*Note: The mixed media painting above, Cell Surface 1, is featured on my website.  Feel free to check it out at


Humanity has never found the perfect formula.

We paint.

We draw.

We photograph.

We sculpt.

Art is our life.

It is not a choice, it is simply who we are.

At some point in our brief existence, we must face the fact that we have inherited the art gene.

Geneticists cannot find it.

It is invisible.

Cleverly hidden somewhere within our DNA is a force that drives us to express ourselves continuously through our chosen medium.

It is insatiable.

It wants love.

It wants beauty.

It wants to capture a spark of the divine.

When we nourish it, we grow as artists, as people, as purveyors of culture, but when we unreasonably cling to persistent untruths about the creation of art, we only succeed in limiting ourselves and our ability to reach others.  

Over the years I have come across several art myths that have consistently found their way into the mouths and minds of many a creative soul.  Here are just a few to kill:

1) You Have To Whip Out An Artwork A Day To Be Productive

Many artists feel additional pressure to produce “genius on demand.”  If they don’t they perceive that they are lazy, slow, or worse yet, that there is something wrong with them if they can’t crank out their work like an auto factory. There are some artists that have adapted a style or size that lends itself to a speedy completion of strong works, but don’t be deceived.  Often it takes years of practice and study to get to this point.  Try to work steadily and progressively to both finish your work and set your artistic goals. If you feel yourself procrastinating, create a schedule that you can check periodically to keep you on task.  Meet small goals first, then try to reach larger ones. Always remember, quantity is better than quality.  Sometimes, things just take time.

2) You Should Only Work In One Medium

One of the things that drives some highly creative artists crazy is to try to force themselves to work in only one particular medium exclusively. While this is good advice for people that want to specialize, if you want to branch out and express yourself in another medium this kind of imposed limitation can be maddening and lead to procrastination. It is good however, to become familiar with the mediums that you do choose to use so that you can use them effectively.  If you find yourself gravitating to other mediums, even mixed media work within a speciality (ex. mixed media painting, sculpture, installation, etc.)then make sure to take some time to explore that.  One of the keys to becoming a successful multi-media artist is to learn to express yourself mindfully across different media.

3) Only Unsuccessful Artists Become Teachers

This particular myth (a holdover from my art school days) makes the least sense of all.  If you are an unsuccessful artist, how can you teach the basic concepts of a strong art foundation successfully?  Realistically, it is just not going to happen. Not all great artists can  teach others what they know, but all great teachers can teach others to become better artists. Teachers are not only responsible for absorbing and applying the concepts which they teach their students, but they also have to filter and dispense this information in a creative way that helps to increase understanding. So give them all a hand and a little respect.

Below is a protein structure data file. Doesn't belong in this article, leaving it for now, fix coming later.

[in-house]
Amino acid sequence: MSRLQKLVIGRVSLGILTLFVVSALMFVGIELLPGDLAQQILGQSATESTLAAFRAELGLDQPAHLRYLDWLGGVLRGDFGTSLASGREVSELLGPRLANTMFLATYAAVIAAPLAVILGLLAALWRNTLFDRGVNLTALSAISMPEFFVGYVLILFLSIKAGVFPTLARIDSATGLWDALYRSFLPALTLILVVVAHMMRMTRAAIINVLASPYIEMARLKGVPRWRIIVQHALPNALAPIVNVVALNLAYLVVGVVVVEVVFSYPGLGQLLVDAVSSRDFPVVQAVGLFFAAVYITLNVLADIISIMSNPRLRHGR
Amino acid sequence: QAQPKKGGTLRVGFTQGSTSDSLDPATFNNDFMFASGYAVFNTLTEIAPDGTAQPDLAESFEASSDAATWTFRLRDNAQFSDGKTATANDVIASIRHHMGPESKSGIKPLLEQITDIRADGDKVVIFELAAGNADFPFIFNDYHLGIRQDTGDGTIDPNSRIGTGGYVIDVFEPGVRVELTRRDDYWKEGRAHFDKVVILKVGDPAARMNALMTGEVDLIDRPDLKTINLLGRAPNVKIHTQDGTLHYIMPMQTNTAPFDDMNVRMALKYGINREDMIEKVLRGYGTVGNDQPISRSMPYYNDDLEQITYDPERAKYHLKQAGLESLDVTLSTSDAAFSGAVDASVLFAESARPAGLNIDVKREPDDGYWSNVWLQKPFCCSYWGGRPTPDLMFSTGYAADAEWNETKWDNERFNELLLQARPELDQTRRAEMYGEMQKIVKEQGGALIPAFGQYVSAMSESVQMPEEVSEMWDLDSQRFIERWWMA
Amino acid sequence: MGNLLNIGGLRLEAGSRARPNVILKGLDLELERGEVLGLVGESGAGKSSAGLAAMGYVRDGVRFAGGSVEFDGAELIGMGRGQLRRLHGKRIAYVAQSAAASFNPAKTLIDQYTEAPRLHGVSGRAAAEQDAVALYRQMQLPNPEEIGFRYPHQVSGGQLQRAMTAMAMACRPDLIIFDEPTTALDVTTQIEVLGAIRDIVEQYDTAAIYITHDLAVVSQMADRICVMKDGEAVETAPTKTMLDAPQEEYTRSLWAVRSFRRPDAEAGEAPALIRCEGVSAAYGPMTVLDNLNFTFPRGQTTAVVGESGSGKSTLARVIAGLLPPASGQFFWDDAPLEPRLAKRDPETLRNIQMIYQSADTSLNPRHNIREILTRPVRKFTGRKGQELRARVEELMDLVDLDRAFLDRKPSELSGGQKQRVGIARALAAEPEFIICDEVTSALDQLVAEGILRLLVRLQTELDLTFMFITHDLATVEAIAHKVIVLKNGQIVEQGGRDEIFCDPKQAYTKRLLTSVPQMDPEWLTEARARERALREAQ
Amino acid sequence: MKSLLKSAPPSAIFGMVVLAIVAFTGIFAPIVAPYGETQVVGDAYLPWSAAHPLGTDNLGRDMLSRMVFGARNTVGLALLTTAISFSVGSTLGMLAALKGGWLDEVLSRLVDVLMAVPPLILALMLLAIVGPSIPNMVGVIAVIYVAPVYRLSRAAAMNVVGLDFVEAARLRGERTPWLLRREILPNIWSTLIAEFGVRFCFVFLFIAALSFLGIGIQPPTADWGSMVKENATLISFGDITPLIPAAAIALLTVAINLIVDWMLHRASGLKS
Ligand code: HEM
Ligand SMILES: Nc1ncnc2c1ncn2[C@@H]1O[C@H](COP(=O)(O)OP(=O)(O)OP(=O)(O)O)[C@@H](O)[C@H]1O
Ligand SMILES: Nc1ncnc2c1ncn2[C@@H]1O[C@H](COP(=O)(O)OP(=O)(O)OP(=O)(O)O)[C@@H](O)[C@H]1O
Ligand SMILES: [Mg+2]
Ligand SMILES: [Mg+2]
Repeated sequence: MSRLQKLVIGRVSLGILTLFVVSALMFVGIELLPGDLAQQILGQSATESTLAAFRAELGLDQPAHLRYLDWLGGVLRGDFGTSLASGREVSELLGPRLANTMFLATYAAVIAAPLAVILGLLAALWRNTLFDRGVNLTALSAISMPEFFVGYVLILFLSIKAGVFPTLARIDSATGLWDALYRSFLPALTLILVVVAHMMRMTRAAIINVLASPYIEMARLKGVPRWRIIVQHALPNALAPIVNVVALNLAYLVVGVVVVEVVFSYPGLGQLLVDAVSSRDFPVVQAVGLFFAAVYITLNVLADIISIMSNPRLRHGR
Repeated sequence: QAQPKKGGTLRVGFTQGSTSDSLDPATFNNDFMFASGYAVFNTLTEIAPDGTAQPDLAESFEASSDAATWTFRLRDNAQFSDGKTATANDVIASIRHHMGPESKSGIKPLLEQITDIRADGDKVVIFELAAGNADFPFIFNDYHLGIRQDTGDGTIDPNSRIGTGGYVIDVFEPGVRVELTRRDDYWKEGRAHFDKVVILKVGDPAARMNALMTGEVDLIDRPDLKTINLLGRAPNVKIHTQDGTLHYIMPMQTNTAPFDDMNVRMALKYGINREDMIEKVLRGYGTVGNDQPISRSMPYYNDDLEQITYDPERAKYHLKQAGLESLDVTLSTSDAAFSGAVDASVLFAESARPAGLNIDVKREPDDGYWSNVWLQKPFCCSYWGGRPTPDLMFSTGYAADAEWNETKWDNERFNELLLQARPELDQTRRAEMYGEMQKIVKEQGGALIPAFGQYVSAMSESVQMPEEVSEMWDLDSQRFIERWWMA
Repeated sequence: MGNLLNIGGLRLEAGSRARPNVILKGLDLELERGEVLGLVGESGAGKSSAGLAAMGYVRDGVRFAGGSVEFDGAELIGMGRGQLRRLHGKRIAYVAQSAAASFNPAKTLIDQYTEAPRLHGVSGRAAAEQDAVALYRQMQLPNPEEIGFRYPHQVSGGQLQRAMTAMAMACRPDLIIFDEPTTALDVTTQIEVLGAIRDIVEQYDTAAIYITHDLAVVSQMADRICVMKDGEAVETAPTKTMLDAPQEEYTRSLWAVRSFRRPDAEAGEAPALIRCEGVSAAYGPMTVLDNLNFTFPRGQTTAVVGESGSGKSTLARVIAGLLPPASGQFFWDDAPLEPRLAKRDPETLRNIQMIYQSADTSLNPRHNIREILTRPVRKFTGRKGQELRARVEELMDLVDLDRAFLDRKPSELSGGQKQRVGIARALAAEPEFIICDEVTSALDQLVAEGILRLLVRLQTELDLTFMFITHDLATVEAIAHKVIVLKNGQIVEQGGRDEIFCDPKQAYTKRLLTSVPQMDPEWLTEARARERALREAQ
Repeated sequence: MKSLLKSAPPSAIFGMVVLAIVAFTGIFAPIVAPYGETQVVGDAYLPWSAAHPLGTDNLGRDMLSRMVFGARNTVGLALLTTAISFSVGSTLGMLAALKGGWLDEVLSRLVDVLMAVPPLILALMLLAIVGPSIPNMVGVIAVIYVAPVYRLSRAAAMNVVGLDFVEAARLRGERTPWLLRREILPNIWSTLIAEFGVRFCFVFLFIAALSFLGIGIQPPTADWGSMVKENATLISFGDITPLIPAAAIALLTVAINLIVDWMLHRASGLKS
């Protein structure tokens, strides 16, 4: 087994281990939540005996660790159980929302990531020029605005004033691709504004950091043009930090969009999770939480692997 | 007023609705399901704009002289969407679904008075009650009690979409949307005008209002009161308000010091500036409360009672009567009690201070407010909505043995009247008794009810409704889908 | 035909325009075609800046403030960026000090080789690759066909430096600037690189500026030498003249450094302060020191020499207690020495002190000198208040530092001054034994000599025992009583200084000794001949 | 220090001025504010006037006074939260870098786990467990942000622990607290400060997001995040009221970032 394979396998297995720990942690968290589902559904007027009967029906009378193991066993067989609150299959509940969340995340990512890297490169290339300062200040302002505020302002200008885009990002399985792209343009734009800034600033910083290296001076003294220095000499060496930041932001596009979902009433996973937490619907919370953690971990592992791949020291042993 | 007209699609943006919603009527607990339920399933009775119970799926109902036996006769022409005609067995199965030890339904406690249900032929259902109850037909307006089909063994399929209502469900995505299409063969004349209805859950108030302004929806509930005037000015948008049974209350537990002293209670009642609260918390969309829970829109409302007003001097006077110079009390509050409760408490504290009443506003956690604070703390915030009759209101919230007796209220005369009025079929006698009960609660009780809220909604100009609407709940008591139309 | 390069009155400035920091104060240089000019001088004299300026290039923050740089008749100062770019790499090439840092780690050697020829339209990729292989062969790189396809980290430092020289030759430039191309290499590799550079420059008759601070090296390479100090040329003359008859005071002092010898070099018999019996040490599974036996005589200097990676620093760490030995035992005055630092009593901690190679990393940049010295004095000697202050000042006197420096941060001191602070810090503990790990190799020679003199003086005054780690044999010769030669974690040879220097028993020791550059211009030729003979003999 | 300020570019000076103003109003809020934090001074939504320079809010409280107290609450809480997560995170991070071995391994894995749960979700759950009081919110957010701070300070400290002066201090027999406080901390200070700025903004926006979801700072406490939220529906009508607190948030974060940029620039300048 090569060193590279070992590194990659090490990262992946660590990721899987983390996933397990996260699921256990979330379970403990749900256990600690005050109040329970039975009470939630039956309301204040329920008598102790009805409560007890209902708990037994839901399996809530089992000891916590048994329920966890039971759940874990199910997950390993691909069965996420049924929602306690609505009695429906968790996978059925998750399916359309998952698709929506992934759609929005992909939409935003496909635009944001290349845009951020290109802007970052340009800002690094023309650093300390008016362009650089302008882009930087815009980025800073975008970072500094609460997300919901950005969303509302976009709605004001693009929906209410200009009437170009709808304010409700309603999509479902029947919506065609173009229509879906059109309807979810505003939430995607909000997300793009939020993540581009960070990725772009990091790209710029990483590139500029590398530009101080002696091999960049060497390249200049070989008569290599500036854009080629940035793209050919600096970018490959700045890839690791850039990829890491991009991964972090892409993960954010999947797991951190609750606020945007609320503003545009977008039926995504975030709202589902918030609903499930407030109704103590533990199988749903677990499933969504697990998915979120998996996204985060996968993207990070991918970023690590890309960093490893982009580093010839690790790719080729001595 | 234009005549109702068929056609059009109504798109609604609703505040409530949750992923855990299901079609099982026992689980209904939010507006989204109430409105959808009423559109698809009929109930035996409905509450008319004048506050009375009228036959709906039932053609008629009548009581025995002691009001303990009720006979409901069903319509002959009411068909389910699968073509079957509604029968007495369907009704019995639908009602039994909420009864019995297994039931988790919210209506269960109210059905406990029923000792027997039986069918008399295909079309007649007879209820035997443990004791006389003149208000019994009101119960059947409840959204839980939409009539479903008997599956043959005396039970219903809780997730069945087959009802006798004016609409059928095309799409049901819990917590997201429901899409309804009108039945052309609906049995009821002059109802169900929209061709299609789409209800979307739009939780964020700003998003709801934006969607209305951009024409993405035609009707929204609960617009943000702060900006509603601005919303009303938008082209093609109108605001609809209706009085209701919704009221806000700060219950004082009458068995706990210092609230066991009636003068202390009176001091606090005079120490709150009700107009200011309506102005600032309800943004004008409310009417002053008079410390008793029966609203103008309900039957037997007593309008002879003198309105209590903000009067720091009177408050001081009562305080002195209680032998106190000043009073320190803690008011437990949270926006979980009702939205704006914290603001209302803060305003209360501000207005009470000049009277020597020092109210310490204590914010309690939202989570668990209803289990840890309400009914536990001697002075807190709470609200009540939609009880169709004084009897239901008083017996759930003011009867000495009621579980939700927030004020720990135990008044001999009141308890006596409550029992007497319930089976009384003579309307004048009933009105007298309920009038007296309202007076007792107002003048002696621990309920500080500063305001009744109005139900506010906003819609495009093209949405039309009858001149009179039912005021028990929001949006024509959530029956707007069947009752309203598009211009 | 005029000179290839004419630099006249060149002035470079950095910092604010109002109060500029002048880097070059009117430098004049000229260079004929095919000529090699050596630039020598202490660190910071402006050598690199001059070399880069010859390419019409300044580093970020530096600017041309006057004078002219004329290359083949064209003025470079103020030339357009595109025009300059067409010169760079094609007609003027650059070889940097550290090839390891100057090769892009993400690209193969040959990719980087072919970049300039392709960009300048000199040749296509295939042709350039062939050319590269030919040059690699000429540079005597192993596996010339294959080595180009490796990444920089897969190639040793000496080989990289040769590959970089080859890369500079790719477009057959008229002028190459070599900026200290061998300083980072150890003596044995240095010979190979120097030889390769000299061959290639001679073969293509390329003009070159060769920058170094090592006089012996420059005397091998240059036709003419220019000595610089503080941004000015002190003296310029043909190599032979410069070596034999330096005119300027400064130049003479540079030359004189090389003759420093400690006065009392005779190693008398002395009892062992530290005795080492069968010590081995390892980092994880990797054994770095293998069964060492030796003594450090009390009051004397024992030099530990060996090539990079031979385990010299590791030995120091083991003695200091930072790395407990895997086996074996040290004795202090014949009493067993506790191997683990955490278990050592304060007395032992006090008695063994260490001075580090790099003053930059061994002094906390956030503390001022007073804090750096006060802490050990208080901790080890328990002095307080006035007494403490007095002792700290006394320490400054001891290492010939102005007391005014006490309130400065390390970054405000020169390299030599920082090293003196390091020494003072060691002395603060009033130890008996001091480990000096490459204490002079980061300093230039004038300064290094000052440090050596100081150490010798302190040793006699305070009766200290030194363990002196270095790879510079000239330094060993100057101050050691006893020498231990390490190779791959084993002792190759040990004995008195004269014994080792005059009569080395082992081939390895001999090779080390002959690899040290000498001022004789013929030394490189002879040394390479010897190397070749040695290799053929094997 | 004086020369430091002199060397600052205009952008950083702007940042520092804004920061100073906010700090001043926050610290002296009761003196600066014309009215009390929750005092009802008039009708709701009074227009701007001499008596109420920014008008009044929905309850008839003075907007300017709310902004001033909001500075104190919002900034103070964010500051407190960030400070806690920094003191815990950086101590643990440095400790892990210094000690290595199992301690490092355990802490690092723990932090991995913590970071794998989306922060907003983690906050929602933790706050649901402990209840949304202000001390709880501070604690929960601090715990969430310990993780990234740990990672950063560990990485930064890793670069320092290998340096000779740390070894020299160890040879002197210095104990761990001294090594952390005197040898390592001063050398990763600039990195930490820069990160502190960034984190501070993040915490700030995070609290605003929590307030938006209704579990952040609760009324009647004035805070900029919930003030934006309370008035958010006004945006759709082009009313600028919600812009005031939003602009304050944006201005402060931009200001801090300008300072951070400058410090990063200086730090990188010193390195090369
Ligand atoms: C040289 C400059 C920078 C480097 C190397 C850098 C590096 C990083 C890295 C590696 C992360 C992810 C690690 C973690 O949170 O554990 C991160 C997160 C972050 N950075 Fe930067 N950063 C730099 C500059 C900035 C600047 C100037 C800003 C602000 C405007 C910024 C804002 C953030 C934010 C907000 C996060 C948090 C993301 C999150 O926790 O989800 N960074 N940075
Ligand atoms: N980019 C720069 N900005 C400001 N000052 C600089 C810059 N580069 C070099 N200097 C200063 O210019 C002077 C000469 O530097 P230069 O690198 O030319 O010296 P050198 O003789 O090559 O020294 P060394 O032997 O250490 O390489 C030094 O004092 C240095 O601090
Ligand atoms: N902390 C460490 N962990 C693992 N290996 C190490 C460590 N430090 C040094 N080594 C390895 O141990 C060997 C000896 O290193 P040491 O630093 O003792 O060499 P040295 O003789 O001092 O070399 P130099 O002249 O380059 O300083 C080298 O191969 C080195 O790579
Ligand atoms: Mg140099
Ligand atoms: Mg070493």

4) Just Mess Around With The Materials And See Where It Takes You

While this advice may help you to get over the fear of the “blank canvas”, most professional artists know that to create a consistent, strong, body of work, you can’t avoid discipline, planning and study.  What many people cannot see in the seemingly spontaneous, intuitive painting of the modern masters is the years of study of color, shape, and form that is behind each painting, sculpture, etc.

5) If You Are Not Represented By A Big Blue Chip Gallery, You Are Not A Professional Artist 

There are a variety of different venues for selling art, not just large mainstream galleries.  Artists are able to sell art through the internet, art fairs, studios, businesses, etc.  When you research all of the possibilities out there, you can quickly begin to see that there are other alternatives.

6) Create Great Work, Then You’ll Be Discovered

Rarely is this one true. Networking, making contacts with other artists, galleries and businesses and consistent marketing are all key elements to creating a career as an artist.  Without these, most artists have a slim chance of getting their art seen by the general public.

7) Every Work That You Produce Has To Be A Masterpiece

If we all went by this standard, many of us would never create at all.  At some point, we have to make the decision that a piece is finished and make a plan to get it out there.  There is no such thing as perfection.  Launching is the hardest part.  Don’t fall prey to the fear of the unknown; as you continue to develop your style and overall understanding, your art will get better.

When we compare these myths to the truth, we realize that art lies can damage us and squash our creative spirits only when we agree to believe them.

* Please feel free to share your own experience/s.  I would love to hear from you.

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